During a visit to South Florida in July for a tour of U.S. Southern Command and a round table in Venezuela, Trump violated the county’s mask mandate by leaving Air Force One at Miami International Airport without a face covering. He got away with not wearing a mask at SOUTHCOM and in the church where the roundtable was taking place because the district’s mask mandate provides for exceptions for the use of masks in churches and federal buildings.
At the Latinos for Trump event last Friday, the president was photographed taking selfies with maskless followers without a face covering himself.
Dr. Terry Adirim, senior associate dean of clinical affairs at Florida Atlantic University’s College of Medicine, says the risk of infection is low for people who attended the Latinos for Trump event last Friday and came in contact with the president in Miami.
“Typically, you go back 48 hours before symptoms develop or test positive if you are asymptomatic,” Adirim told the New Times. “That’s what we usually think of, the length of time you’re contagious or contagious. He was probably contagious Monday through Wednesday. I would be more concerned about the people in the debate.”
Trump and Biden fought a debate over a dumpster fire on Tuesday. The Bidens family doctor today issued a statement confirming that the Democratic candidate and his wife Jill tested negative for the virus.
Several members of Trump’s family who reportedly breached mandatory mask rules during the debate also took a negative COVID-19 test.
Adirim, who was a senior public health official with the U.S. Department of Defense and worked on the federal response to the 2009 Hendemod1, warns that while the risk of infection from the Miami event is small, it is problematic that Trump continued to hold rallies and large-scale events where supporters would normally be maskless during the pandemic.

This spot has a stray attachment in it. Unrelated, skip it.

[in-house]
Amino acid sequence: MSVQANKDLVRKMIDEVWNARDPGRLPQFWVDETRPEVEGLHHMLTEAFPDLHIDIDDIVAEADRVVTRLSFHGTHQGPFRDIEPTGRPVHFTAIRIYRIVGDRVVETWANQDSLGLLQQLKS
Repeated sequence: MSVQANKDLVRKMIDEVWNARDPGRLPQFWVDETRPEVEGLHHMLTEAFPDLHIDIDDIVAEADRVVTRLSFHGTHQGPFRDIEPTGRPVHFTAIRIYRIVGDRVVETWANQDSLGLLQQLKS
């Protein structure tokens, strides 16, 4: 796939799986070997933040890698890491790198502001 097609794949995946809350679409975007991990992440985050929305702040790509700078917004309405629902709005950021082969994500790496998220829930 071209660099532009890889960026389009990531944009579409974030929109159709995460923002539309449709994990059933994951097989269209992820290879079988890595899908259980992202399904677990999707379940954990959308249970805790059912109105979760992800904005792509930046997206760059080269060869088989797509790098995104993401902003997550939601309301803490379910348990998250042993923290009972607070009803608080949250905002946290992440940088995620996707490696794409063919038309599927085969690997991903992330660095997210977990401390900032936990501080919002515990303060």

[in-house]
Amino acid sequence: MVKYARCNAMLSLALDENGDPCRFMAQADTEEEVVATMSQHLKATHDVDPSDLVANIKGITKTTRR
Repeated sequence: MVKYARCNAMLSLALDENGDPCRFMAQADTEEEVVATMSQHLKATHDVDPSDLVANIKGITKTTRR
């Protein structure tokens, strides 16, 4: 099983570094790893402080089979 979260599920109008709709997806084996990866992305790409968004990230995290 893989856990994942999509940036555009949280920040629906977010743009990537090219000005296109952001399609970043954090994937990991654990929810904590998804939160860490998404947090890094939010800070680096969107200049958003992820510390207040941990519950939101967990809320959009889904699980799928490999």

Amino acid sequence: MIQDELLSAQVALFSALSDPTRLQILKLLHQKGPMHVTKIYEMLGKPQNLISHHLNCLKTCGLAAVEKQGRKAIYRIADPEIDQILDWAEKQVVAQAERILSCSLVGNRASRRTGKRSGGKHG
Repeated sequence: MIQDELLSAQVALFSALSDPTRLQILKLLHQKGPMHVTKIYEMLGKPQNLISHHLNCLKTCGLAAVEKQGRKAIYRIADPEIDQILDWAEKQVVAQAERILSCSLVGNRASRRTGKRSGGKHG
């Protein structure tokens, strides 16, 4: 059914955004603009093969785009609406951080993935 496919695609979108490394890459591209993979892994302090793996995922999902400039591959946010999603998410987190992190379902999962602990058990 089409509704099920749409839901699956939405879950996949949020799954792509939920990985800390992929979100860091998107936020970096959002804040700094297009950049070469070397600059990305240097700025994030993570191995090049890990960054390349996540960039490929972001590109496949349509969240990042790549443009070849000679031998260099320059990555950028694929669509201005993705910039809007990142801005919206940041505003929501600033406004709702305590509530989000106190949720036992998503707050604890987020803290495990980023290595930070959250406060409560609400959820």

The President of Notre Dame University, who attended the announcement of Amy Coney Barrett’s nomination to the White House Supreme Court on Saturday without wearing a mask, tested positive for COVID-19 today. In light of this news, more needs to be done to get in touch and “determine when Trump and his people were exposed and if anyone was exposed on Friday,” Adirim said during Trump’s visit to Miami.
The announcement of Trump’s positive COVID-19 test came hours after one of his long-time associates, Hope Hicks, tested positive for the virus. Hicks, the president, and several aides traveled together earlier in the week. The White House reportedly wanted to keep Hicks’ positive test result a secret.
Trump suggested that Hicks might have caught the virus from someone in law enforcement or the military.
“It’s very, very hard when you’re with people in the military or law enforcement and they want to come up to you and hug and kiss you because we did a really good job for them,” the president told Fox News host Sean Hannity. “You get closer and things happen.”
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Alexi C. Cardona is an employee at Miami New Times. A native of Hialeah, she is happy to be home writing about Miami’s weirdness after working for the Naples Daily News for four years.